On my long drive back to Louisiana where I lived at the time, my heart really hurt for his situation and his pain and his struggles and I thought, “I’d give anything if there were just a pill or something that would give him the ability to walk again.” He so deserved it, because at his core, he was truly a wonderful, warm, hilarious person that left such an indelible mark on all of us. During the drive, I kept thinking about how unlucky I am and how even if there were a pill, it would probably work TOO well, and then he would end up having a whole new slew of problems and deformations. As the drive went on, I kept thinking about how that sort of a pill could actually make for a great horror movie, and by the time I arrived home 11 hours later, I had the outline all figured out in my head. I started working on the script immediately. And the story really transformed over the years into my own narrative on vanity and body image in addition to the whole idea that Nic sparked in me.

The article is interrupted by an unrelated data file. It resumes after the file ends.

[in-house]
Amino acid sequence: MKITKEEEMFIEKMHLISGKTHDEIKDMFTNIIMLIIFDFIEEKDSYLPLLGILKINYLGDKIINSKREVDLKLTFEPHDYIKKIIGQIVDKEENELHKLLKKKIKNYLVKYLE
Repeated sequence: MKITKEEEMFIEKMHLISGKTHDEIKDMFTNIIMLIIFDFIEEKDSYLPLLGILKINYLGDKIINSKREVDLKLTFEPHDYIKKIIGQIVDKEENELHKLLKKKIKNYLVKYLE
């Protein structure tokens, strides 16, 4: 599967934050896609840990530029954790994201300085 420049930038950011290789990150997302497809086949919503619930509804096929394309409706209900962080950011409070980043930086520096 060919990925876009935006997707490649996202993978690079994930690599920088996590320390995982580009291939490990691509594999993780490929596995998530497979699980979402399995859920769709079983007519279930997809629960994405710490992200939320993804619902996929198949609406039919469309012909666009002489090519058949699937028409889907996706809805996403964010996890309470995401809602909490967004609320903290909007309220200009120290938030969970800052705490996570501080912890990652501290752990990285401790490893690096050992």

PopHorror: Obsidian can easily be embraced by those who enjoy everything from body horror to psychological thrillers. When were you introduced to horror and what has continued to make the genre appealing to you?

Erica Summers: I was introduced to horror very young by two parents who were very passionate about horror. I remember having my first nightmares around three years old regarding Freddy Kreuger turning me into a puppet like he did in Dream Warriors. My parents continually exposed me to horror, but they did it in a fun way that really got me excited about monsters and effects.